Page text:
Study Finds Shocking Lead Levels in Chicago’s Water Supply
(Daily360.com) – Since 2016, investigative journalists in Chicago have written about miles of old pipes containing toxic lead throughout the city. An estimated 80% of residences in Chicago are potentially exposed to lead in their drinking water, which can have devastating health effects. The Environmental Protection Agency (EPA) puts a limit on the neurotoxin of 15 parts per billion (ppb), but at least one home in the area had 73 times that amount. A new report shows the problem is not getting better.
In 2016, the city denied there was any problem with lead in Chicago tap water, even though city officials participated in an @EPA study that found high levels of the brain-damaging metal after street work. https://t.co/VoOngCkD9a
— Michael Hawthorne (@scribeguy) September 21, 2022
The Guardian recently started looking into the issue as well and analyzed data from the City of Chicago from 2016 to 2021. Water engineer Elin Betanzo helped with the investigation and found a third of the samples tested throughout the city exceeded the amount of lead allowed in bottled water — 5ppb. The American Academy of Pediatrics puts the limit even lower at 1ppb maximum.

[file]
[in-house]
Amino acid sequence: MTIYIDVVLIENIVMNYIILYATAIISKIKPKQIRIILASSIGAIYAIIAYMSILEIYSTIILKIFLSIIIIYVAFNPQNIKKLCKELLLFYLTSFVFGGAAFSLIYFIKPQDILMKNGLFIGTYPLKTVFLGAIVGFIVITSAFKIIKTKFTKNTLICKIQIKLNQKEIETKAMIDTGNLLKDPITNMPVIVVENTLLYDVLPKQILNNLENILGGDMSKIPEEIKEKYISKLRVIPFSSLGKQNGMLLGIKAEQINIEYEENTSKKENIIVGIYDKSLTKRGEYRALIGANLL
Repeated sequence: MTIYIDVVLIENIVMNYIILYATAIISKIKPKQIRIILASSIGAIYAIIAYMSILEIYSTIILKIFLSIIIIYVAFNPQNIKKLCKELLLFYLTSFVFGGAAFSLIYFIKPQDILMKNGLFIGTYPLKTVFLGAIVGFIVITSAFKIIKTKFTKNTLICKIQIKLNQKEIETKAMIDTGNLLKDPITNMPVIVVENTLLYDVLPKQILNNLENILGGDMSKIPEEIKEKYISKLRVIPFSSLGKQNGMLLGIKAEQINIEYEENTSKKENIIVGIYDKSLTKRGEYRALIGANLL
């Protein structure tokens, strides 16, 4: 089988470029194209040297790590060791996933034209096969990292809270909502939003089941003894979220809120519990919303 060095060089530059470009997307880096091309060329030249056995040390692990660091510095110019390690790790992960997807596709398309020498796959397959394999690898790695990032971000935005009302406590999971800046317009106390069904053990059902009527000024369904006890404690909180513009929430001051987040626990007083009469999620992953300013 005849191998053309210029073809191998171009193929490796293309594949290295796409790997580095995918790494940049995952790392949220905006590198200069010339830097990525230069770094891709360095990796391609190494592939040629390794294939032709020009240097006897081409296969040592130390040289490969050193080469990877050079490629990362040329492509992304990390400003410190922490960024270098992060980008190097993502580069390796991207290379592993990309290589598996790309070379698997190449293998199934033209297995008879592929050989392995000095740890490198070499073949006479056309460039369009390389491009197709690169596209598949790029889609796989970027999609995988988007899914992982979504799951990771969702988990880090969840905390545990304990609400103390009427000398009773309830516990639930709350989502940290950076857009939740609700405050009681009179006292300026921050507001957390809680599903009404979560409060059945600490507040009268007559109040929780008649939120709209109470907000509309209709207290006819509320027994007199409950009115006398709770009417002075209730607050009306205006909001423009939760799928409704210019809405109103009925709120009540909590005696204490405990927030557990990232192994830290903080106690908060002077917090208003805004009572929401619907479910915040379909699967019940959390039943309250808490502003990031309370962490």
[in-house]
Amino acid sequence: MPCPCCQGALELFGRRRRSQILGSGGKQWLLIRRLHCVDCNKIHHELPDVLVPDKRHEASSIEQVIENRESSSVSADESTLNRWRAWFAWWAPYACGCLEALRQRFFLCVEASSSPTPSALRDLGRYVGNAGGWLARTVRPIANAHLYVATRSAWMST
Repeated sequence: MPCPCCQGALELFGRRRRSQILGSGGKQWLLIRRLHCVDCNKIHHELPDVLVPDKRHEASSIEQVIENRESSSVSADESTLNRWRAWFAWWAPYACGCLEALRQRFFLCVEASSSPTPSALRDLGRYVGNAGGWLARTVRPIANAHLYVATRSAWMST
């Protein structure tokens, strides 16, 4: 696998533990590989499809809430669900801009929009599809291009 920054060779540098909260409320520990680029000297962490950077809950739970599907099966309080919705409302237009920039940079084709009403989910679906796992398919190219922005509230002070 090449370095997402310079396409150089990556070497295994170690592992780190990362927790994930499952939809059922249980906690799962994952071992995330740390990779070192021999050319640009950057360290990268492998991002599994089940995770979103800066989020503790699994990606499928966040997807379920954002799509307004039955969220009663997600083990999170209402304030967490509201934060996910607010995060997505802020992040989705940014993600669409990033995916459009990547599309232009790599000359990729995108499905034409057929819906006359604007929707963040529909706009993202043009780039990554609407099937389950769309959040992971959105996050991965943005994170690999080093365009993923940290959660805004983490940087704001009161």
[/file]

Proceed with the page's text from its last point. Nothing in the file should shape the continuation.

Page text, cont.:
Betanzo, who played a part in uncovering the water crisis in Flint, Michigan, was shocked to find the Chicago data sitting idle for years. She said the matter is urgent, and the public needs up-to-date information on the crisis. The engineer went further to say that the city needs to cut the lead exposure off “as soon as possible.”
In September 2020, Chicago Mayor Lori Lightfoot recognized about 400,000 homes are connected to old lead water lines that need replacing but said completing the project was costly and would take “multiple decades.” In 2021, she claimed the city was “making good progress,” blasting previous mayors for leaving the problem on her doorstep.
As of this month, only 180 of the nearly half million lines have been changed, leaving many residents exposed to the dangerous substance in their tap water. Since people cannot detect lead with their senses, the only way to know the level of exposure is to test the water coming out of the faucet.
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